spiderweb

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CREEPY CRAWLERS

Published 5:51pm Friday, September 20, 2013

Spiders and their webs are driving Pike County residents ‘bananas’

Little Miss Muffet sat on a tuffet eating her curds and whey. Along came a spider and sat down beside her and frightened Little Miss Mufffet away.

Now, Mother Goose didn’t say so, but that spider just might have been a banana spider like the ones that are frightening so many Pike County people away.

“Never in all my born days have I seen this many spiders, big yellow spiders.”

Many times a day that “sentiment” is being spoken in the county.

Grant Lyons, Pike County Extension coordinator, said that when he’s out and about, he hears again and again that people are seeing more spiders than they’ve “ever seen before.”

“In conversations with people, spiders come up more often than not,” Lyons said. “The weather conditions this summer have been such that we are seeing more spiders than usual. Cool and wet weather brings out the spiders and we’ve had a cooler and wetter summer than usual and the spiders are out.”

Lyons said that he also has gotten more calls about spiders than normal.

“People call with questions and they email pictures mainly because they are worried about the spiders biting their kids,” he said. “Although we have an abundance of garden spiders, the one that is getting the most attention is the golden silk orb weavers or banana spiders, so called because of their color and shape.”

Lyons said the banana spiders are large spiders that build elaborate webs and they are new to Pike County.

“The golden silk orb weavers or banana spiders are a tropical spider that has moved north over the past years and now inhabit our area.” Lyons said. “Banana spiders are very interesting creatures. They are big and scary looking and a lot of people are freaking out because they are afraid the spiders. The think the spiders might bite them and make them very sick or kill them but people shouldn’t panic. Spiders are shy and are not going to attack.

“Although there are 900 different species of spiders in Alabama, there are only three toxic spiders around – the brown recluse and the black and brown widows. It would be a good idea to know how to recognize the toxic ones. But a banana spider won’t bother you unless you try to handle it and even then only if you mash it.”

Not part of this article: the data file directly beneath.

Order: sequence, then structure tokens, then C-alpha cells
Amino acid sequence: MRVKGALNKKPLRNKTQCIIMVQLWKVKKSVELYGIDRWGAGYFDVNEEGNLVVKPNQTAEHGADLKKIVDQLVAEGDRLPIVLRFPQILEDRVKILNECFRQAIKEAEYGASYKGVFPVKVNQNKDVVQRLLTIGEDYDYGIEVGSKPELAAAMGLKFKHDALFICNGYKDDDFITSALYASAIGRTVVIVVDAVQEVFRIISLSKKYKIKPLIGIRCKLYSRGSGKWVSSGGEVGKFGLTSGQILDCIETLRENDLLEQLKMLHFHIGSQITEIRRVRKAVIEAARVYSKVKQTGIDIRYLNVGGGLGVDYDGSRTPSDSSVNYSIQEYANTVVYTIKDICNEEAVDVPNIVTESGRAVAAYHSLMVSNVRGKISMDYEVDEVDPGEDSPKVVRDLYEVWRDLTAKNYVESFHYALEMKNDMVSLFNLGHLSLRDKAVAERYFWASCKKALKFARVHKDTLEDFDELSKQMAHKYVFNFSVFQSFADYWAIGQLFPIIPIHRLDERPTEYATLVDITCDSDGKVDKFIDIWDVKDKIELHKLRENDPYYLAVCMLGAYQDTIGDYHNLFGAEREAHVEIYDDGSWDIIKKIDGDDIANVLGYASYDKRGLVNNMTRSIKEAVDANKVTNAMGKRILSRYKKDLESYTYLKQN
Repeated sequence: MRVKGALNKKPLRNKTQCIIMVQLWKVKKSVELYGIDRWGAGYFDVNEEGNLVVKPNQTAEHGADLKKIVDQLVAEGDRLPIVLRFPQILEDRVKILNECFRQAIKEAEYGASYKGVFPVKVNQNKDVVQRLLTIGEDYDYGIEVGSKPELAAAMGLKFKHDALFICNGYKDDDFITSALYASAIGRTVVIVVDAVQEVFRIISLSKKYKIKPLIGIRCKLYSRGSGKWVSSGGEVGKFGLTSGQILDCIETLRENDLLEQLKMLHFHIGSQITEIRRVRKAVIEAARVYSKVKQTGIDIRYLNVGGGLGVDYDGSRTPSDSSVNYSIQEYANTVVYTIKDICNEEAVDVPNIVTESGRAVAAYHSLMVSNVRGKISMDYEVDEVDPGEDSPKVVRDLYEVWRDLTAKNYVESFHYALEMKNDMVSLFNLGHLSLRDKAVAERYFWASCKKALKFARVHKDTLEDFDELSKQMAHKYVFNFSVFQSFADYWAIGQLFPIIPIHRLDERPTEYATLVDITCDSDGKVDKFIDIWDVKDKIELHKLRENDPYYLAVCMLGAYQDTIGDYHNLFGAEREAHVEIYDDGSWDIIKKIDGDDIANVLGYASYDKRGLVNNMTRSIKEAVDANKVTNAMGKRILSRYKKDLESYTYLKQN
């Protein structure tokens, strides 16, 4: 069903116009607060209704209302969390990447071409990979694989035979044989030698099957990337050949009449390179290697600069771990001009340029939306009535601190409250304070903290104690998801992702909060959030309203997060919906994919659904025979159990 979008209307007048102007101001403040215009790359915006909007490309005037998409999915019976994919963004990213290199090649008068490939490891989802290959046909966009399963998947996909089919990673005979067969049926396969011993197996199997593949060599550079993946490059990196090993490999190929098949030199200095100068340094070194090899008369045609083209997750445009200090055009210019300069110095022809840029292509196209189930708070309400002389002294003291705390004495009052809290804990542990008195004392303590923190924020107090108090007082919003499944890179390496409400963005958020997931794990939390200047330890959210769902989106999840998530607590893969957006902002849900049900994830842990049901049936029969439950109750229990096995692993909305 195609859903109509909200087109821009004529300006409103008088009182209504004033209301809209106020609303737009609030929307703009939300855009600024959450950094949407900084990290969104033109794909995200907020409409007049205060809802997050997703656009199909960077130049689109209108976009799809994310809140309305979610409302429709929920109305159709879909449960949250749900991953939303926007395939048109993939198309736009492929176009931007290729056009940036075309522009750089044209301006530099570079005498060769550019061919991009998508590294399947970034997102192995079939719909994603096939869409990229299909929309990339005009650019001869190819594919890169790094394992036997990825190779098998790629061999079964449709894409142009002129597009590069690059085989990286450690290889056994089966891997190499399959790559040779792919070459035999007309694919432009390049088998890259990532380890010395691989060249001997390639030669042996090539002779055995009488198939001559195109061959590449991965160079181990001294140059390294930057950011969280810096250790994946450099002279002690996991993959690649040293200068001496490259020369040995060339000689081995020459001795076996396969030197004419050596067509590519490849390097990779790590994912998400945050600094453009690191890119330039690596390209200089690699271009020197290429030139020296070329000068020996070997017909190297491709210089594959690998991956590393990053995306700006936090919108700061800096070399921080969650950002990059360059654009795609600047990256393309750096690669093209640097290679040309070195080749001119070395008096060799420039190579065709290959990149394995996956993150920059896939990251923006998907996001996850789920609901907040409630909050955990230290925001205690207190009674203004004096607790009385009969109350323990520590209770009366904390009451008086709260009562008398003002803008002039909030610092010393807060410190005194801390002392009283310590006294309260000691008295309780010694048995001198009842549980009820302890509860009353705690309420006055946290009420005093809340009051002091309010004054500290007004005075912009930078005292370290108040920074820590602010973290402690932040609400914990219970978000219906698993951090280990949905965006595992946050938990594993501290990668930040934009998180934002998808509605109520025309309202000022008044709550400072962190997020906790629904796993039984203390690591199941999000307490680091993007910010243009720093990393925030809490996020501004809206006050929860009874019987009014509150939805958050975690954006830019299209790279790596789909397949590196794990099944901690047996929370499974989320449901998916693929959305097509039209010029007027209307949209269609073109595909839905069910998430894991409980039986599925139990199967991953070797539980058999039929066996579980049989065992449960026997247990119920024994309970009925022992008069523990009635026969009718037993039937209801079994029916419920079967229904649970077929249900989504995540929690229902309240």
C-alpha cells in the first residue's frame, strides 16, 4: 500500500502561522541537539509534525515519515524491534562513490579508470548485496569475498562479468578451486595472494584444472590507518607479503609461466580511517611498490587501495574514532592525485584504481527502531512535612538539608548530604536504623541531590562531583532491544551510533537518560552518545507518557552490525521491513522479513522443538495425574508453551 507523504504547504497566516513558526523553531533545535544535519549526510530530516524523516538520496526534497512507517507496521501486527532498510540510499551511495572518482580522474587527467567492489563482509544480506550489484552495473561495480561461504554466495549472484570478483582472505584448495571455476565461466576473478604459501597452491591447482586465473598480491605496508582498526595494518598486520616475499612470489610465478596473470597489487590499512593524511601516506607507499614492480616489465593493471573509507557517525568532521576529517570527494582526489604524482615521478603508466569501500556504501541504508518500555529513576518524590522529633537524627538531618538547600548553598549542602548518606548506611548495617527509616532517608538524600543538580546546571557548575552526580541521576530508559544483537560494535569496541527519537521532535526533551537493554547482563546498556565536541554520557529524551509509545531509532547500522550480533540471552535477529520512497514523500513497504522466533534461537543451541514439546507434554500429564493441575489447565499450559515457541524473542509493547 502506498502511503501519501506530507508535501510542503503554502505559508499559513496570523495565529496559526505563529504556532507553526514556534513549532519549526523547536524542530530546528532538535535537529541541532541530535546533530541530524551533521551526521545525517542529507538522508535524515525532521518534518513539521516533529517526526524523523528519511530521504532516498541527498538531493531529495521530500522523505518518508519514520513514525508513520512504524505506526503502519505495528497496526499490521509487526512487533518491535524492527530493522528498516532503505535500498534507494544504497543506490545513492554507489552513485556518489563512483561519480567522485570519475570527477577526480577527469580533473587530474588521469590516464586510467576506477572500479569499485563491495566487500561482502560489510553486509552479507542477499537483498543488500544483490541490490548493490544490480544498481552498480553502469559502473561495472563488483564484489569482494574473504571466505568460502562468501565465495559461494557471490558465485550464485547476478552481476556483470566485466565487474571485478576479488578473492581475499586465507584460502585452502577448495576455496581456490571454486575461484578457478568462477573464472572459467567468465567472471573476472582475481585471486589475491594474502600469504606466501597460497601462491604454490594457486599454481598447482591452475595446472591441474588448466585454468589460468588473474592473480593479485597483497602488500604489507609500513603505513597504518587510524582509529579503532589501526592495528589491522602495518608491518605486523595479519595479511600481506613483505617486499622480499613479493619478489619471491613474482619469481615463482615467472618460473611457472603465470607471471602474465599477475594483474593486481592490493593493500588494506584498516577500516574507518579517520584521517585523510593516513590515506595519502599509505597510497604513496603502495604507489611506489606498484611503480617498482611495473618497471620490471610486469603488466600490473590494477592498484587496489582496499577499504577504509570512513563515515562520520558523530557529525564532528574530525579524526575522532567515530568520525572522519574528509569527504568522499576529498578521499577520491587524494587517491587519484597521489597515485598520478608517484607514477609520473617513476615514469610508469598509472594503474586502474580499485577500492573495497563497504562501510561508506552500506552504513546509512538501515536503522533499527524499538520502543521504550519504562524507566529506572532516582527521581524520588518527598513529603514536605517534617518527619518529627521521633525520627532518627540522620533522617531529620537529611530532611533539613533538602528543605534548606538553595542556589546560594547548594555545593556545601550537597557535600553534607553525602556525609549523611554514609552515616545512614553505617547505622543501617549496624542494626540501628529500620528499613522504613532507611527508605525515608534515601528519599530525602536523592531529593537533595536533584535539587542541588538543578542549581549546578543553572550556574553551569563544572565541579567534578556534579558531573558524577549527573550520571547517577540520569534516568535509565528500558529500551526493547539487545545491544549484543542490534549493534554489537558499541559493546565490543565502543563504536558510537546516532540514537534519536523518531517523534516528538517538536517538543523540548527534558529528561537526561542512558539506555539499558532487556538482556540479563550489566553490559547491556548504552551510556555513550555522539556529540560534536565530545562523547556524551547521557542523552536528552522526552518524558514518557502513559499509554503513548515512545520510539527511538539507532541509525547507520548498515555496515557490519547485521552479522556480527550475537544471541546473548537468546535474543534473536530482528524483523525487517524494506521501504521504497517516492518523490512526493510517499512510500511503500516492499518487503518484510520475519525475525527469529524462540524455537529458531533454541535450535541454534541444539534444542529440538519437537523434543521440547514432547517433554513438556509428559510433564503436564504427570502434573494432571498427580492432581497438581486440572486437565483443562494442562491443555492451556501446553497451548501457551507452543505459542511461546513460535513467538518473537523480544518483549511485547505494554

As a result, the bite would burn and hurt much like a bee sting.

Banana spiders build webs that can connect between two trees that are yards apart.

Some of the webs have trapped small birds so the silk of a banana spider is very strong and the web is very complex.

Banana spiders make big webs that can be up to three feet wide and are usually woven at eye level but are sometimes woven into the lower branches of tree canopies.

Lyons said that the webs are spun in the flight paths of other insects.

The webs spun in sunny areas take advantage of sunlight locations to trap bees that are attracted to the bright yellow strands that are bathed in sunlight. The webs that are spun in shady areas blend into the background and act as camouflage.

Once an insect is trapped in its web, the banana spider wraps it in a silk-like cocoon and takes it back to the hub of its web. Researches believe the spiders do this to reduce the amount of food stolen by kleptoparasites.

“Banana spiders eat many different kinds of flying insects, including mosquitoes, wasps, flies, butterflies and even stinkbugs,” Lyons said. “What is really interesting is that banana spiders are afraid of cockroaches, which we have too many of.”

It’s interesting that the spiders would ignore

such a plentiful and hefty meal, Lyons said.

Among spiders, the banana spider is “top dog.” Nine of its Australian kin perished in the Space Shuttle Columbia disaster.

Also, the silk of the banana spider is said to be stronger than the strength of Kevlar, which is the fiber used to make bulletproof vests.

Lyons said he didn’t know that the banana spiders’ silk is that strong but “have you ever tried to get it out of your hair?” A tangled web it does weave.

There are many tales about the banana spider. Perhaps tales too tall to tell. But there are reports of the silk being formed into balls and used to bait fish. Another tale is that the pregnant females are a good protein supplement that has nutty flavor like peanut butter.

Lyons said that he’s not privy to the recreational or culinary benefits of the banana spider but he can speak to the benefits of having them hanging around.

“Spiders get rid of a lot of insects that we could rather not have around,” he said. “The webs they weave trap other insects that we don’t want around, mosquitoes and flies especially. Spiders do more good than harm so they are good to have around.”

Much like a good guard dog can keep prowlers away, spiders can keep intruding insects away.

“But you don’t want spiders to overtake your yard or to be inside your house,” Lyons said. “Spiders love the outdoors, so if you have piles of debris, like firewood, and other clutter then you are creating a great habitat for them. Keep the foundation of your house clear of bushes and branches and debris.

And the same goes for inside. Keep around the house and inside free of clutter.

“Don’t give spiders places to hide.”

When doing yard work or cleaning dark, out of the way places inside sheds, garages or even the house, Lyons said that it is wise and best to wear gloves.

Insecticides or pest control services are the best way to keep spiders under control.

Spiders are interesting insects and they can be beneficial, but they are unwanted guests so it’s best not to invite them in, Lyons said.

 

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